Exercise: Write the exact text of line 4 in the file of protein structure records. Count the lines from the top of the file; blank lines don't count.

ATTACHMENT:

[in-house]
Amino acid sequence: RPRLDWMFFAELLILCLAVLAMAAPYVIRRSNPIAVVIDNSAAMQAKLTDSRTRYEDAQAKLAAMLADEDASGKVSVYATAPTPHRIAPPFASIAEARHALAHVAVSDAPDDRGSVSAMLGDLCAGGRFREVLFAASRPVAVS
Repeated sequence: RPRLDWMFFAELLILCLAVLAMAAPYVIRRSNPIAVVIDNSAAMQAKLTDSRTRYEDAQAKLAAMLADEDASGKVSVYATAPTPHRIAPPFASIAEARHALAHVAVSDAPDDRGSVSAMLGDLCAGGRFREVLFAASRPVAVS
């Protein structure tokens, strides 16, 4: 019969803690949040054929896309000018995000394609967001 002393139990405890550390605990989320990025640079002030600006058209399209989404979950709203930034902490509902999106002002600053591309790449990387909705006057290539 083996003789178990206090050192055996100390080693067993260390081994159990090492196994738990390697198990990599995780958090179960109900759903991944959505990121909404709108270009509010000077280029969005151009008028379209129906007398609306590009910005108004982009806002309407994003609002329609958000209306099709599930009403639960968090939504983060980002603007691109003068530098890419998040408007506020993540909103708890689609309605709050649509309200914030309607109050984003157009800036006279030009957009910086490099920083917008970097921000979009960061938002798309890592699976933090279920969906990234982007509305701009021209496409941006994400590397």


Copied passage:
């Protein structure tokens, strides 16, 4: 019969803690949040054929896309000018995000394609967001 002393139990405890550390605990989320990025640079002030600006058209399209989404979950709203930034902490509902999106002002600053591309790449990387909705006057290539 083996003789178990206090050192055996100390080693067993260390081994159990090492196994738990390697198990990599995780958090179960109900759903991944959505990121909404709108270009509010000077280029969005151009008028379209129906007398609306590009910005108004982009806002309407994003609002329609958000209306099709599930009403639960968090939504983060980002603007691109003068530098890419998040408007506020993540909103708890689609309605709050649509309200914030309607109050984003157009800036006279030009957009910086490099920083917008970097921000979009960061938002798309890592699976933090279920969906990234982007509305701009021209496409941006994400590397």